OneCoin, after garnering a lot of support in the early days of cryptocurrency, is still facing the music as Italy becomes one of the first countries to take a hardline stance against the company, demanding a €2.5 mln fine.
The Italian Antitrust and Consumer Protection Authority (AGCM) has branded OneCoin a pyramid scheme, or ponzi scheme.
Troubled times for OneCoin
OneCoin has been under investigation from the AGCM since December last year, where it ordered local affiliates to stop promoting the so-called digital currency.
However, Italy is not the only country that has been protecting its citizens from the financial fraud that seemed to be brewing under OneCoin. Prosecutors in Germany opened up criminal investigations into the company and in Hungary the government also took steps to tackle the ponzi scheme.
Italy’s AGCM has been working hard at shutting down OneCoin's influence in the country as its investigation was based on its suspicion that the currency was a “deceitful Ponzi scheme”.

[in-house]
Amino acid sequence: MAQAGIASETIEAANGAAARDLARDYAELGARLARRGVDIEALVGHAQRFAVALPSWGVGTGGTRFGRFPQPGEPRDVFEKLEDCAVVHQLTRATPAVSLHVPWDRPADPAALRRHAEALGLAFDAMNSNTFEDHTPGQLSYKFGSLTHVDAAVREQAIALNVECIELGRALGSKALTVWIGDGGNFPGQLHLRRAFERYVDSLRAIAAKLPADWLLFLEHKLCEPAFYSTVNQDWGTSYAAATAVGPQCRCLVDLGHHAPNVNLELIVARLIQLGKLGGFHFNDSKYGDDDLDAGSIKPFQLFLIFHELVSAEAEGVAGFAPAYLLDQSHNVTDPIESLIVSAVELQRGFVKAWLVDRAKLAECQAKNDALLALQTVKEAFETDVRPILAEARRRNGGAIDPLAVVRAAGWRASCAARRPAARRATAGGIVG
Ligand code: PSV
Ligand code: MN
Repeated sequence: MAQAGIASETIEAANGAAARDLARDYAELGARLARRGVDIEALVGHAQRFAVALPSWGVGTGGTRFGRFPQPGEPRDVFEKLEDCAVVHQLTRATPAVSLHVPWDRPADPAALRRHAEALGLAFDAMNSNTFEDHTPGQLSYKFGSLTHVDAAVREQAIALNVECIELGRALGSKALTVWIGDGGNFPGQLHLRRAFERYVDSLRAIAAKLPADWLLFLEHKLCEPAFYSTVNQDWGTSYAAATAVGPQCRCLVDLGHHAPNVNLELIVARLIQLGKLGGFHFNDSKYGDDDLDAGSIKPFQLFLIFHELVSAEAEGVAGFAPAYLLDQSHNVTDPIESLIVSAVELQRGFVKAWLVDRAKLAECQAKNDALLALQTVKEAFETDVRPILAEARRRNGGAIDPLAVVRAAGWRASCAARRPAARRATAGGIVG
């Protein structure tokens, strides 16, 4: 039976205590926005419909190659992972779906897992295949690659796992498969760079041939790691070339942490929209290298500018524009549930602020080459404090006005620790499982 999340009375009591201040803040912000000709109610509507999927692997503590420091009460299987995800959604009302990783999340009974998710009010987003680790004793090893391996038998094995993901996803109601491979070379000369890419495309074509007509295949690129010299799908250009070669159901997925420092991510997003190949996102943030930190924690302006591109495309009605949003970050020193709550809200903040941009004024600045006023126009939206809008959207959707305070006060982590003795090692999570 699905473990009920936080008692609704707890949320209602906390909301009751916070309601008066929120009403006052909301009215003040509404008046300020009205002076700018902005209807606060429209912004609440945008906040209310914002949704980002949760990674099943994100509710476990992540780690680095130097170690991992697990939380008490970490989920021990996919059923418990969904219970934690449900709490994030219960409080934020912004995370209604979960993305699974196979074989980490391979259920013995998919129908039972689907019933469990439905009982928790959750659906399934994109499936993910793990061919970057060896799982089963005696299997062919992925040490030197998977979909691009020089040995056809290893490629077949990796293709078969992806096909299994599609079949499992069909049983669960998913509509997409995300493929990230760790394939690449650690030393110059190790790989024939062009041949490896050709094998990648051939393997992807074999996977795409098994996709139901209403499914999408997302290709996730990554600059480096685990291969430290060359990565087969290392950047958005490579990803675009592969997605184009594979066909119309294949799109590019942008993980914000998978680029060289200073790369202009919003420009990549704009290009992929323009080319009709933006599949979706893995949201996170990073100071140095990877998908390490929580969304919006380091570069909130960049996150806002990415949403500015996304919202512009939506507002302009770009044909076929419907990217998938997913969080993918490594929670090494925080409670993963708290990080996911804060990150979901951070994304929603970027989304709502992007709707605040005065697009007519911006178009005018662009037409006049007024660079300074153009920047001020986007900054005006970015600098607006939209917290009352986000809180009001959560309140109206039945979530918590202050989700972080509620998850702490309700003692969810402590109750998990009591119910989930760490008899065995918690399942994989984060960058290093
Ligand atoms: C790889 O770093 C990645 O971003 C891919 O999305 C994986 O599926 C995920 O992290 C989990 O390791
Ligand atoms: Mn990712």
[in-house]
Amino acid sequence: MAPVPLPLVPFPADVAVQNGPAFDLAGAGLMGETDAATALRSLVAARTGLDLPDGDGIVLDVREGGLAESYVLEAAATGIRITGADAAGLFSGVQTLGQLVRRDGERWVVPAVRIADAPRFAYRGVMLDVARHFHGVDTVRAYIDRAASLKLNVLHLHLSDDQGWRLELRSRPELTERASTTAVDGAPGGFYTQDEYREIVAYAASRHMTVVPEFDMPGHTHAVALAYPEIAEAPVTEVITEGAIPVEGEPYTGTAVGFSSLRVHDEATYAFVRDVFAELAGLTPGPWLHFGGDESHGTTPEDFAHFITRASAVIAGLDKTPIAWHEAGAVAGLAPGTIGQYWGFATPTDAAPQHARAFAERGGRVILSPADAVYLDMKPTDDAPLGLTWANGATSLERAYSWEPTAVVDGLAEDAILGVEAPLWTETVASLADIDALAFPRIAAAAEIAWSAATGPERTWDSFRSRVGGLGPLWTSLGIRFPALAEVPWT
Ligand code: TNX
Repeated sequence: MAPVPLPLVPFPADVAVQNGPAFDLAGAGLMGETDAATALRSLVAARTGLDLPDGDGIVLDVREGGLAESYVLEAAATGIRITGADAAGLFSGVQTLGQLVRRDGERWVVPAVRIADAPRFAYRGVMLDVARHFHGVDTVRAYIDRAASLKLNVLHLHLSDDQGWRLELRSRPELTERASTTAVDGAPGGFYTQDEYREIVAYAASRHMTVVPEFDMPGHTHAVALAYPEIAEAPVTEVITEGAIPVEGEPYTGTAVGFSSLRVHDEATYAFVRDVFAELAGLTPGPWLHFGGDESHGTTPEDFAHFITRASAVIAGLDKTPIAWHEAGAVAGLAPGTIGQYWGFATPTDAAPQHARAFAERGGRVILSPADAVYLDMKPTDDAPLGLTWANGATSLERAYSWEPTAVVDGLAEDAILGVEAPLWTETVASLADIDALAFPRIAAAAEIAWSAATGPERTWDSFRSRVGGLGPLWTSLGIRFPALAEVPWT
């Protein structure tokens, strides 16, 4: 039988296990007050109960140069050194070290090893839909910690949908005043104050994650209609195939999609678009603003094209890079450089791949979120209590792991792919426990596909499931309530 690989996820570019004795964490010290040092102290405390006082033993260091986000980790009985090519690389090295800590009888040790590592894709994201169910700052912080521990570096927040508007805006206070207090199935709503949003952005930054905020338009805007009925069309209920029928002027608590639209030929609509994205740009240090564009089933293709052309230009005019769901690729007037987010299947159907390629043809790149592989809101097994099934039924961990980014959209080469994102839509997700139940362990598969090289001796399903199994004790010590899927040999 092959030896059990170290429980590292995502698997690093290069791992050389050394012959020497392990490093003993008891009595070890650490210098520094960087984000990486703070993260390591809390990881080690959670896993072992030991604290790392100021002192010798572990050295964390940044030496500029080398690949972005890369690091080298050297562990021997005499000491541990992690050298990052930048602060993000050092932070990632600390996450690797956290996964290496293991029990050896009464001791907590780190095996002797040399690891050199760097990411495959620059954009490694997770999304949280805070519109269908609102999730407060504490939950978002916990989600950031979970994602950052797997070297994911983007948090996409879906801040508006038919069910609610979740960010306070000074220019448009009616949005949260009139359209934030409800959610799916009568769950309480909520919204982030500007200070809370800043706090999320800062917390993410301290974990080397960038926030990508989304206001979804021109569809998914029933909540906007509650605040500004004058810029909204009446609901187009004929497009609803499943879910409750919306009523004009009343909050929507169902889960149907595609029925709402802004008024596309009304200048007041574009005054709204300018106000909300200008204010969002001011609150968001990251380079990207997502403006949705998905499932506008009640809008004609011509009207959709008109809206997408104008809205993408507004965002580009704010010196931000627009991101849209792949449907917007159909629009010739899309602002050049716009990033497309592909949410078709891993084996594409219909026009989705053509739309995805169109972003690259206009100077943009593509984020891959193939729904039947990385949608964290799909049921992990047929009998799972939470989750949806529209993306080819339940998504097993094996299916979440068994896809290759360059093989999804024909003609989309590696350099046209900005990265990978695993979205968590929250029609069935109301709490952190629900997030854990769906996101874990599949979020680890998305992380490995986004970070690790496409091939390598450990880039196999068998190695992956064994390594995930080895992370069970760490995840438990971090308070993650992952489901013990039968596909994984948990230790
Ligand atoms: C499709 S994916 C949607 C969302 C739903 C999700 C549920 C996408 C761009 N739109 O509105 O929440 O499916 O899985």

The investigation wrapped up in February with OneCoin contesting the results, but regardless, the digital currency was banned in Italy at the end of February.
Cease and desist
OneCoin was required to respond to the AGCM with a detailed plan as to what measures it would take to stop all promotion of its company within Italy’s borders, or face a fine.
When there was no response from the ponzi scheme, the AGCM announced that they would incur a fine of between €10,000 to €5 mln. As such, the fine has now been set at €2.5 mln based on findings that OneCoin is a “pyramid sales system” that sold “one coins” to the general public.
First fine of its kind
While OneCoin has faced many bans and measures to stop its functioning in different states, the monetary fine imposed by Italy seems to be the first of its kind.
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